b. 1975, Montevideo, Uruguay
Alejandro Cesarco was born in 1975 in Montevideo, Uruguay. After graduating with a BA in economics from the Universidad Católica del Uruguay Dámaso Antonio Larrañaga in 1998, he completed an MA in studio art through a program run jointly by New York University and the International Center of Photography in 2000. In addition to his studio practice, Cesarco has curated several exhibitions and runs Art Resources Transfer (A.R.T.), a nonprofit organization founded in 1987 to publish books documenting conversations between artists.
Cesarco’s work is influenced by literature and literary theory, and by the fragile relationships that exist between imagery, language, and meaning. In projects such as Index (2008– ), a series of printed alphabetic lists of references assigned to nonexistent books, words are a central medium. For Flowers (2003), Cesarco sent bouquets to a group of iconic woman artists including Vija Celmins and Yoko Ono; each was accompanied by a card with the text, “This sculpture by Alejandro Cesarco was sponsored by Socrates Sculpture Park” (the project having been realized as part of the EAF02: 2002 Emerging Artist Fellowship Exhibition at the Queens, New York-based not-for-profit arts organization). The text’s quasi-official tone, the work’s dependence on circulation, and the fleeting nature of the object involved evoke prototypical Conceptual art. Yet Flowers’s statement is more poetic—and arguably political—than didactic.
Cesarco’s work avoids dogma precisely because it explores the tension between language and signification. At the Uruguayan Pavilion at the 2011 Venice Biennale, he presented a video titled Methodology (2011), in which a couple argues entirely in commentaries derived from The Goodbyes (Los adioses, 1954), a short novel about secrecy by Uruguayan author Juan Carlos Onetti. The simultaneous displacement and equivalence between the text and its performance emphasize the impossibility of transparent communication.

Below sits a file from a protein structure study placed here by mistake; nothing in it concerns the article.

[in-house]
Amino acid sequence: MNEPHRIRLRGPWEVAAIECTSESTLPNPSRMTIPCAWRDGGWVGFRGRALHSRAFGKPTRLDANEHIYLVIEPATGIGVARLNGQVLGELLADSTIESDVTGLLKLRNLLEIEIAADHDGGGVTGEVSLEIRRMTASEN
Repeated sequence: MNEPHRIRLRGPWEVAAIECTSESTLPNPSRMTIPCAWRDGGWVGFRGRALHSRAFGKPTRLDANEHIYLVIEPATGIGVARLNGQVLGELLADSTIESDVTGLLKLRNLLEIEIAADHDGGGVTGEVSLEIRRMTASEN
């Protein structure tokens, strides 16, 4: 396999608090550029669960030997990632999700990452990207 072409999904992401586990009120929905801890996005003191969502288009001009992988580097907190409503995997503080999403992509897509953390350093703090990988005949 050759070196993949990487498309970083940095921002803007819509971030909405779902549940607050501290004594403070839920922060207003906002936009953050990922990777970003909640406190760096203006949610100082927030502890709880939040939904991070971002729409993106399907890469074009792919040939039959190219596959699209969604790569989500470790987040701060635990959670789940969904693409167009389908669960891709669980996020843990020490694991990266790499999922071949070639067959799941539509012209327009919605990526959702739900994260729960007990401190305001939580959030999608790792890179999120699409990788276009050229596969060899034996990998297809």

Another aspect of Cesarco’s engagement with narrative and memory is revealed in his use of archival material. For his exhibition One Without the Other: Travel Photography and Films of Rufino Tamayo at the Museo Rufino Tamayo, Mexico City in 2011, Cesarco and curator Juan Carlos Pereda, the leading authority on Tamayo’s work, showed photographs and films of trips made by the Mexican artist and museum founder. Accompanied by written descriptions of Tamayo’s paintings, the display confronted the viewer with the contrast between image and text, calling into question the veracity of both and highlighting the constructed nature of reminiscence.
Cesarco has had solo exhibitions at Art in General, New York (2006); Fundación Proa, Buenos Aires (2009); Tate Modern, London (2010); Museo Rufino Tamayo, Mexico City (2011); Museum Moderner Kunst Stiftung Ludwig, Vienna (2012); and Frac ñle-de-France/Le Plateau, Paris, and Kunsthalle Zürich (both 2013). He has also participated in the group exhibitions Desire, Blanton Museum of Art, Austin, and Nine Screens, Museum of Modern Art, New York (both 2010); Short Stories, Sculpture Center, New York (2011); Found in Translation, Deutsche Guggenheim, Berlin (2012); Trapping Lions in the Scottish Highlands, Aspen Art Museum, Colorado (2013); and Time Pieces, Nordstern Videokunstzentrum, Gelsenkirchen, Germany (2014). He has participated in the Bienala Tinerilor Artişti, Bucharest (2006), San Juan Triennal, Puerto Rico (2009), Venice Biennale (2011), and São Paulo Biennial (2012), and received the Rolex Mentor and Protégé Arts Initiative Award (2006) and Bloise Art Prize (2011). Cesarco lives and works in New York.